“Did you see that?” I blurted out in bewilderment. My buddy, Greg, was slumped half asleep in the passenger seat beside me as we cruised to northern Alberta for a backcountry black bear hunting adventure. “See what?” Greg groggily responded without opening his eyelids.
“I just saw a whitetail. I can’t believe I just saw a whitetail this far north.” Greg shook his head and went back to dreaming about big black bears, but what he didn’t know was we were less than an hour from the border of the Northwest Territories (NWT), a region associated with moose and sheep, but definitely not whitetails.
The invisible whitetail border might be moving north by the day as whitetails trek toward the Arctic Circle. Where will it end? In my youth, the geographic limits to the whitetail range ended somewhere to the south of Peace River, Alberta, with a line extending across Canada to the east and west. This distribution map appears in the 1981 edition of “The Deer of North America” by noted deer authority Leonard Lee Rue III.
My black bear trip took me smack through that region and beyond. In fact, we spotted whitetails along the roadside all the way to Meander River along Canada Highway 35. Our Alberta jumping off point was Steen River, a small firefighting camp notched out of the dense brush and timber common in the northern tier of the province. Gas and oil exploration in the area has carved out roads and small green areas where crews have placed well heads and pipelines targeting Alberta’s oil sands.
Not able to get whitetails out of my mind, I queried Alberta outfitter Jeff Downing, owner of True North Outfitters, our black bear connection. He confirmed my suspicions and pointed to an area where he spied a whitetail doe recently, less than 31 miles from the NWT border. He also had tracked another whitetail less than 15 miles from the border while hunting moose.
Before you plan a hunting trip to the NWT, consider the fact that currently there is no deer hunting season in the territory. But that doesn’t mean you can’t hunt the northern fringes for whitetails. According to current hunting regulations, the Yukon has a deer season in place and whitetails are on the menu (10 resident-only licenses available through a draw). Even so, the Yukon Environment office has a disclaimer saying whitetails are extremely rare and that hunters should refrain from shooting if they encounter one.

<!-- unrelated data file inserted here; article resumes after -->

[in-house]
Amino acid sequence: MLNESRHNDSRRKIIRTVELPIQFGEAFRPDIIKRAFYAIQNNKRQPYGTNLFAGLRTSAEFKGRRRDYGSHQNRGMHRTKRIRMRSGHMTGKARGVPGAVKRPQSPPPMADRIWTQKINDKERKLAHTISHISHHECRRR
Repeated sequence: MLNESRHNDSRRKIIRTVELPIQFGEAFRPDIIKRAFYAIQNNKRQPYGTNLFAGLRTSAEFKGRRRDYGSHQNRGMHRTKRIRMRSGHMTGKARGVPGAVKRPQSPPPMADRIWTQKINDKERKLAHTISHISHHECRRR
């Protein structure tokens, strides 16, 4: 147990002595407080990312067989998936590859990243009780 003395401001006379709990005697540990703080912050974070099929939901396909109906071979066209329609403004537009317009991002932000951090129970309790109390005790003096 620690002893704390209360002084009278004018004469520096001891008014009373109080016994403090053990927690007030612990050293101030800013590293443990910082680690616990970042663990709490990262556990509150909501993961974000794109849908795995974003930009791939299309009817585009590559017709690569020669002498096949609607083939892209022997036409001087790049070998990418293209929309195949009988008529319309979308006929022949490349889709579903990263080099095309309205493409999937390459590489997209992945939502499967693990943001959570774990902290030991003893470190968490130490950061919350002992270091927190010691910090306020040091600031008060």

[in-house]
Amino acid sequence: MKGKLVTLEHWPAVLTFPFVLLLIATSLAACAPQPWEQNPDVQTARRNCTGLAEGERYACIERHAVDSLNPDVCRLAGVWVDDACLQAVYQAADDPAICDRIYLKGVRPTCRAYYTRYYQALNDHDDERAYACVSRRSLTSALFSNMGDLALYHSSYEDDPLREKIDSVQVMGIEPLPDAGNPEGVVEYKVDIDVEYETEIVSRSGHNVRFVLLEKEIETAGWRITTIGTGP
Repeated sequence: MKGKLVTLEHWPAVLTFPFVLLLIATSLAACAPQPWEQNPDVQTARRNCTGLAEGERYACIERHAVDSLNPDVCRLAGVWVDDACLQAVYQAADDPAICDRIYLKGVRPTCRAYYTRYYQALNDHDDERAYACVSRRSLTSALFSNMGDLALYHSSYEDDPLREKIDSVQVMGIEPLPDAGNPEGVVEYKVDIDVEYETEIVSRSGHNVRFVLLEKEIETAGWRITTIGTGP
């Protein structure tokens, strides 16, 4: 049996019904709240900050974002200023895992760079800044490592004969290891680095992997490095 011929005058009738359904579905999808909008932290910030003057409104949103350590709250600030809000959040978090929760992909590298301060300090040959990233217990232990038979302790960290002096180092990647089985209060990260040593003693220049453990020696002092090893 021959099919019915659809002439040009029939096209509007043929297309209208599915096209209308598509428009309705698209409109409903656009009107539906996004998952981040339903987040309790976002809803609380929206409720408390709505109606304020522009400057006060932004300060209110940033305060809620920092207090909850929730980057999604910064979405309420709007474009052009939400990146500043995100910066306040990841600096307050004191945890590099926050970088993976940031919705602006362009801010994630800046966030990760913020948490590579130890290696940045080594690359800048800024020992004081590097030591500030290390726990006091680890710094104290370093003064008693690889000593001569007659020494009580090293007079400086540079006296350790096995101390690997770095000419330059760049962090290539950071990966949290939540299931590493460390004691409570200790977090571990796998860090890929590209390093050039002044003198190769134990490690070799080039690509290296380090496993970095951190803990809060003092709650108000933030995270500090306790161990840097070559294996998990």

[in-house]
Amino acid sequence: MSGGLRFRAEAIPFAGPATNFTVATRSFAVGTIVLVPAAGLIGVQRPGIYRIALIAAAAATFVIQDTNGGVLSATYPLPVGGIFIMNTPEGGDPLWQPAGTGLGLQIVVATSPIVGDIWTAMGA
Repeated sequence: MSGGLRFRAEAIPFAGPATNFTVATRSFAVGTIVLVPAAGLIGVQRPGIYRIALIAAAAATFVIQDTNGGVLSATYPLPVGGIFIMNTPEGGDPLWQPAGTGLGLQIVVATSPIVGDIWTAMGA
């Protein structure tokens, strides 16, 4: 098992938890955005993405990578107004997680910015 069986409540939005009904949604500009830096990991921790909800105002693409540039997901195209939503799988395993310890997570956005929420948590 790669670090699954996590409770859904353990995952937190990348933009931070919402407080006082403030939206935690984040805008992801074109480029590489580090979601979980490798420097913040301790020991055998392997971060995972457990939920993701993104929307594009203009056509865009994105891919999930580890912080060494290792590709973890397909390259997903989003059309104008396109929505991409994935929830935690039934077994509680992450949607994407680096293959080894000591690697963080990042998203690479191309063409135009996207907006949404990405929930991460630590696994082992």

The Yukon Environment office states that deer sightings, both muleys and whitetails, date back to the 1920s, but for whitetails 1975 is the date noted for a confirmed sighting along the British Columbia border near Tagish Lake. Sightings have continued along with confirmed road kills in recent years. Combined, road kills and visual sightings substantiate, according to Yukon Environment research, “an increasing trend which points to a growing number of deer and to an expanding distribution.”
Mule deer sightings have been documented as far north as Dawson in the Yukon, and for whitetails it’s slightly farther south. A documented report places a whitetail near Moose Creek along the Klondike Highway.
Can whitetails make it to Alaska? The trip from the Moose Creek region to the Alaska border is less than 200 miles. Most extreme northernmost sightings and reports in Alaska are linked to mule deer movement, but who says a hardy whitetail can’t make the journey?
The Yukon Territory sits straight north of British Columbia that boasts a whitetail population scattered across a third or more of its land mass. Yukon whitetail sightings in its southern half and the pathway from British Columbia mean an Alaska whitetail vacation could be a distinct possibility in the future. But why are whitetails making this trek north?
Valerius Geist, a retired professor emeritus of environmental science at the University of Calgary in Alberta, told me the rapid northerly expansion of whitetails is linked directly to the greenways being cut north throughout the Canadian provinces. Human civilization, highways, energy pipelines and even dispersed agriculture open dense timber, resulting in greenways that are ideal for wildlife dispersion. In fact, he predicted the arrival of whitetails in Alaska in the near future due to this greenway process extending north to The Last Frontier.
Sophie Czetwertynski, a moose, elk and deer biologist with Environment Yukon, views climate as more of a factor than habitat alteration as Geist indicated. According to Czetwertynski, agriculture has expanded in the territory, but even so, the harsh climate of the Yukon continues to curtail deer expansion. For the sightings and distribution to increase over time, she believes a warmer climate is the overriding factor in northern expansion of deer herds.
And although climate might be providing the welcome mat for whitetails, it also rears its ugly side with consistent returns to traditional winters that rein in the steady march north of both whitetails and mule deer. There’s a reason moose are immense and inhabit extreme northern climates; it has to do with a biological law of nature referred to as Bergmann’s Rule, which states that the farther north or south of the equator that a species lives, the larger the body will be for survival. That’s why deer have larger body sizes in Canada, and why moose rule the extreme North Country.
Regardless of your beliefs about global warming or man’s influence over habitat, whitetails are taking advantage of factors to move north and inhabit new neighborhoods. With the whitetails’ ability to adapt, I give them a good chance to one day gain a foothold in Alaska.